The Winter Olympic Games never fail to grab people’s attention, but it’s usually because of the beauty of what these athletes can do on the ice, or some historic/embarassing thing that happens during the games, or the much-needed reminder that curling is actually somehow both the weirdest and best sport of all time. It’s not usually a time when we are forced to remember the horrors of Nazi Germany. Nevertheless, that’s what happened when Nicole Schott, a German figure skater, opted to perform to a song composed for the movie Schindler’s List.

Schindler’s List, the seven-time Oscar winner, is based on the true story of Oskar Schindler, a German businessman who saved more than 1,000 Jews during the Holocaust by employing them in his factories. Director Steven Spielberg famously refused to accept a salary for the project, claiming it would be "blood money," and instead donated all of his profits to the Shoah Foundation. It’s one of the saddest, most gut-wrenching movies of all time, and that reason alone would make it odd for a figure skater to actively try to recall the movie. But a German figure skater recalling the movie is really something else entirely.

The movie’s violin-based soundtrack was composed by John Williams, who won an Academy Award for Best Original Score.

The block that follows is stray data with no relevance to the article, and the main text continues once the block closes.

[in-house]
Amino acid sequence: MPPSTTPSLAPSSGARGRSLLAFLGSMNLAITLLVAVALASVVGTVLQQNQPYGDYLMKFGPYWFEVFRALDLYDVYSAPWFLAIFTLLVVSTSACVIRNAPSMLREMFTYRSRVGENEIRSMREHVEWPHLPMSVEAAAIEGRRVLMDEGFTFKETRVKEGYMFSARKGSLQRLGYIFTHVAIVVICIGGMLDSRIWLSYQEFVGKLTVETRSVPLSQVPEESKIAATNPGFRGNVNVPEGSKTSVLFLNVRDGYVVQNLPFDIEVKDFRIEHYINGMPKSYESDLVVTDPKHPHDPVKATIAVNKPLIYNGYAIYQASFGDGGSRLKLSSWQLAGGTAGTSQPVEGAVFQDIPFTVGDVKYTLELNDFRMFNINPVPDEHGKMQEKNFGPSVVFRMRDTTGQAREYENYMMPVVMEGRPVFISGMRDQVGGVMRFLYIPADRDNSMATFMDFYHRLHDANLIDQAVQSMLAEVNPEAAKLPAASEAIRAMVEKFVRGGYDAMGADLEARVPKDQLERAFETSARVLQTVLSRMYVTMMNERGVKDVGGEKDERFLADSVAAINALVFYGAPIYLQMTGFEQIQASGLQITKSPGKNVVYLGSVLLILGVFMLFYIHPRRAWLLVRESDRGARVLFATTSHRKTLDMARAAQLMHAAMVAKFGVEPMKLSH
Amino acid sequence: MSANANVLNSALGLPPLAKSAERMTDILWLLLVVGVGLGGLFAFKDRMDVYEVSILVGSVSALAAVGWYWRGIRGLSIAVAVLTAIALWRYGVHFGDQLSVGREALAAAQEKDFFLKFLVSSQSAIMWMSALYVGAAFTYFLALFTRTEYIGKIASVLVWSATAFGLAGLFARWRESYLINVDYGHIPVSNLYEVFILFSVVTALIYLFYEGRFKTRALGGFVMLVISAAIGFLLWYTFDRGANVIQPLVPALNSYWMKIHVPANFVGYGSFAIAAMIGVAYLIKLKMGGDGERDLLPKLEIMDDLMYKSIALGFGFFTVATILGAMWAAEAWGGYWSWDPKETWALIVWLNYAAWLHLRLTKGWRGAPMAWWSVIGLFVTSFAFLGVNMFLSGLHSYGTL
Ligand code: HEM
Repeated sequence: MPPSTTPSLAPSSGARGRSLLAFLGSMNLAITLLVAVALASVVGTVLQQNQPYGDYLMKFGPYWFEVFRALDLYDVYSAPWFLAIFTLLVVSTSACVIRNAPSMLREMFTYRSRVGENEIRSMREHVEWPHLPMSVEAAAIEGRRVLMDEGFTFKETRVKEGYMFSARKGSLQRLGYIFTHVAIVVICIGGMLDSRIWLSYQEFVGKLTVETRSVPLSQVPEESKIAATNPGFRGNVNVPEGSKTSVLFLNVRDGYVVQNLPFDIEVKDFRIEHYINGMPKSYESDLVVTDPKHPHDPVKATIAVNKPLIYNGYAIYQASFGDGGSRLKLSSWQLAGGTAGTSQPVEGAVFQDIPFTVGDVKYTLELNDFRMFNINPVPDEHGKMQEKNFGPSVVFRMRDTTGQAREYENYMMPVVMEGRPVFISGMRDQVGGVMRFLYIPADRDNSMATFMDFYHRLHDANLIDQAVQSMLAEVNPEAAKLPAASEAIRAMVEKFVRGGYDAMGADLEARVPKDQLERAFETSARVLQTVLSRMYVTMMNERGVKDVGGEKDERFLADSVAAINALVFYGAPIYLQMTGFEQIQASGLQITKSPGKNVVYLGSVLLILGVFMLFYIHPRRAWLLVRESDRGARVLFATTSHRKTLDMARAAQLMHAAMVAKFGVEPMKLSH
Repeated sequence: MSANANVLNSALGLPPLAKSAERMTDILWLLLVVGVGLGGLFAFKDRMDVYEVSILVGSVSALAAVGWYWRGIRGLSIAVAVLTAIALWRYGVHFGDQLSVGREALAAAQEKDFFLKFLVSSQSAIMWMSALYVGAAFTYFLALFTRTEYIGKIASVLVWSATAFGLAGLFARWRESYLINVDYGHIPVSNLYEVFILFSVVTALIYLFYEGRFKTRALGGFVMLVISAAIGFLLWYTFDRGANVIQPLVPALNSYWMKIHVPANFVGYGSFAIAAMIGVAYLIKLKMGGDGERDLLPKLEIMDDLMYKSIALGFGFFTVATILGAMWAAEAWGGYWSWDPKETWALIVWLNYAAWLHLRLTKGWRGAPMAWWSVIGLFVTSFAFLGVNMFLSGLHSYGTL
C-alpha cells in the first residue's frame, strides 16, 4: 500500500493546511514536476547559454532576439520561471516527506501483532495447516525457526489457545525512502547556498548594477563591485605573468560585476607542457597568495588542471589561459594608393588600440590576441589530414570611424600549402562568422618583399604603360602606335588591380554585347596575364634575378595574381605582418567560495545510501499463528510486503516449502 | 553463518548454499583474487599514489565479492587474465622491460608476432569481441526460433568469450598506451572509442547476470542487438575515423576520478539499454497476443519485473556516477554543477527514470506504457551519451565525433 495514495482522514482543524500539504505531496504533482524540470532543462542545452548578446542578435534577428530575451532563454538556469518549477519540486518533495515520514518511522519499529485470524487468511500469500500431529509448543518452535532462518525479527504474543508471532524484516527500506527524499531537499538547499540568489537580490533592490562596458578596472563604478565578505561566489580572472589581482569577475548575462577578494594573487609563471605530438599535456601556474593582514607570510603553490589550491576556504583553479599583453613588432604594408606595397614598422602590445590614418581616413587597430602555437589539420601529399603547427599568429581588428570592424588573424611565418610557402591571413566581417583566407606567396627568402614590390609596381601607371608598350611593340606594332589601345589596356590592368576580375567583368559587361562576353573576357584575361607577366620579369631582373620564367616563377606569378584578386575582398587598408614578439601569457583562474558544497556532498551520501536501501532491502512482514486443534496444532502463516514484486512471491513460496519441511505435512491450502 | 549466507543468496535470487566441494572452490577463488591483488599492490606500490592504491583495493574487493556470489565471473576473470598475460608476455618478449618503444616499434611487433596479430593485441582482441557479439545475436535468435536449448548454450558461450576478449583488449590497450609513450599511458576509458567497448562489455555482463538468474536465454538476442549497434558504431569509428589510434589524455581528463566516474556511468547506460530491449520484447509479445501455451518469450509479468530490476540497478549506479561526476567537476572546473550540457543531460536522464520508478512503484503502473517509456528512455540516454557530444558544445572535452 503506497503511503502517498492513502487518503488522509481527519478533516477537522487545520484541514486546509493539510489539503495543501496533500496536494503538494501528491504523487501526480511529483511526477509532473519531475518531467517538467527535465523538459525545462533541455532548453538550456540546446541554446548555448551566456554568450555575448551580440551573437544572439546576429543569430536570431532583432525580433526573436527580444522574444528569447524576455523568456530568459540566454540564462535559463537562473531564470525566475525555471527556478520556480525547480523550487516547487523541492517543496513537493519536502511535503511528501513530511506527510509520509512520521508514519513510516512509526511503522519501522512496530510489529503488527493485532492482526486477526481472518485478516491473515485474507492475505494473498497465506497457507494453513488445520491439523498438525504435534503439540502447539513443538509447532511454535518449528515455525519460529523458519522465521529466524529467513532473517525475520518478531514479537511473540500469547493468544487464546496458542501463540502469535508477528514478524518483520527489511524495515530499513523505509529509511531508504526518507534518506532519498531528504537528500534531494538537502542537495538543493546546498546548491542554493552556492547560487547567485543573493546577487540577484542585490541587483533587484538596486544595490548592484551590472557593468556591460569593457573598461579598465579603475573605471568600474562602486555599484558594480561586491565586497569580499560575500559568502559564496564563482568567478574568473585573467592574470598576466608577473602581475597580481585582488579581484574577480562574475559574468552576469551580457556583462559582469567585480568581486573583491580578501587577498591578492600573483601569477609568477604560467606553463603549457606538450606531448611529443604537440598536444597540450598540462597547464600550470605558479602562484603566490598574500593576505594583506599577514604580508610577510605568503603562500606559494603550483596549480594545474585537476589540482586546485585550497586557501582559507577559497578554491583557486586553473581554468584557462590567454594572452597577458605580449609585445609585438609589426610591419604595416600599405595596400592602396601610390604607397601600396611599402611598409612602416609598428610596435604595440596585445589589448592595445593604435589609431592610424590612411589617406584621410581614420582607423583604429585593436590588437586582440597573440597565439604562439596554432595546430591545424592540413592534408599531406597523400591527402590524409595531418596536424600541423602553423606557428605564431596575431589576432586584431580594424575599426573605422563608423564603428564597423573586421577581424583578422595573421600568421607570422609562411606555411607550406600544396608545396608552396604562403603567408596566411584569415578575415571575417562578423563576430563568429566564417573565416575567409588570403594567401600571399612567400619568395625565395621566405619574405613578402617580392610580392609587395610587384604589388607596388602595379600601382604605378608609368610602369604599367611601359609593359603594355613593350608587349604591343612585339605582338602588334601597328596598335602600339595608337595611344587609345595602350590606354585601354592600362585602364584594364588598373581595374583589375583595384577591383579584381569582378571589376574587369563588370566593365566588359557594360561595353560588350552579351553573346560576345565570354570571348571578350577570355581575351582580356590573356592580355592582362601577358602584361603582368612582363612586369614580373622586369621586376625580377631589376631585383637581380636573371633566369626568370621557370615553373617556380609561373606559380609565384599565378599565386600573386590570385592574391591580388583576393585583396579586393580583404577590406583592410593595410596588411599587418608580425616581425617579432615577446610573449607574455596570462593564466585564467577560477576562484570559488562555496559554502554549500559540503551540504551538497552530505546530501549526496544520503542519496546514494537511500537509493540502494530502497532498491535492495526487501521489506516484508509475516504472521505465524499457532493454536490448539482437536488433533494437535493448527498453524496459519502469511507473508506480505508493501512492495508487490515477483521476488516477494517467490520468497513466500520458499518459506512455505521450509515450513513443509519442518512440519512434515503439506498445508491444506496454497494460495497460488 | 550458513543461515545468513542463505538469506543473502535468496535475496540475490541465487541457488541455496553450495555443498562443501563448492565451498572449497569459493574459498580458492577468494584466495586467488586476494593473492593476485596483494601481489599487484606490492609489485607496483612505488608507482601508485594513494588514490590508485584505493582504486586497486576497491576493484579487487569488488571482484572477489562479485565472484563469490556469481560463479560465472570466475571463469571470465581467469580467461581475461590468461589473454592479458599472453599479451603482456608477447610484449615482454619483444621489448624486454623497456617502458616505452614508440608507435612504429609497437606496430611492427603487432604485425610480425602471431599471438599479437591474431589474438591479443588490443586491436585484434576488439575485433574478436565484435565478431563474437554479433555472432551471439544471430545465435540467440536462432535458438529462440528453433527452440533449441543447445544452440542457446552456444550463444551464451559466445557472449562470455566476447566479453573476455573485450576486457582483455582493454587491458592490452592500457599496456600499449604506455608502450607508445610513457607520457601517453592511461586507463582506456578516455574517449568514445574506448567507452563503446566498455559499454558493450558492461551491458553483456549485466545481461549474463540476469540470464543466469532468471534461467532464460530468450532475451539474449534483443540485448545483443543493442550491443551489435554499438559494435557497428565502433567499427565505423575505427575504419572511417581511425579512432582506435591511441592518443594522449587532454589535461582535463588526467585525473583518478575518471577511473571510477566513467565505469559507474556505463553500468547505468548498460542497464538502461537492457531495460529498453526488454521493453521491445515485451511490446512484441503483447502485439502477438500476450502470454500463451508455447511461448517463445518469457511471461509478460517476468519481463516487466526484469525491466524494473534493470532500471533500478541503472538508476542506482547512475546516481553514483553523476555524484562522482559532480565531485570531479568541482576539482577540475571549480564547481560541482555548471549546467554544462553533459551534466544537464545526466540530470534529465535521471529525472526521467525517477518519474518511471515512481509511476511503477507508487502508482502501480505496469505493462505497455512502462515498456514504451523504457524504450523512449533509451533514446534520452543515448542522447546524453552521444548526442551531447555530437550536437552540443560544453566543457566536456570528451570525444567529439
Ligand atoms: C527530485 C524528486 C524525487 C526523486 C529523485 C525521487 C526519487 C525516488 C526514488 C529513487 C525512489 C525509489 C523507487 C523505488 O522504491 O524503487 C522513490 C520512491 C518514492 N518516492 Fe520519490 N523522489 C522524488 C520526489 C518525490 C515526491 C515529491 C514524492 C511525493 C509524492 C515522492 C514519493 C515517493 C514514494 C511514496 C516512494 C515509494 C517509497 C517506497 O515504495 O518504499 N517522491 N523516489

What’s worse is that Schott wasn’t even the first figure skater to perform to music from the movie. Months after the movie first debuted in the U.S. in 1993, another German figure skater and two-time Olympic gold medalist Katarina Witt chose to skate to the score during a non-Olympic competition.

The score made another appearance in 2014 at the Sochi Games when Russian figure skater Yulia Lipnitskaya used the score and eventually won gold. Think that’s bad? At least they didn’t take it as far as the two Russian figure skaters who actually did a Holocaust-themed performance on television.

Social media users immediately pounced on Schott’s bizarre music choice. Even though some tried rebutting that the song has been used a number of times over the years, for many, that's not an excuse.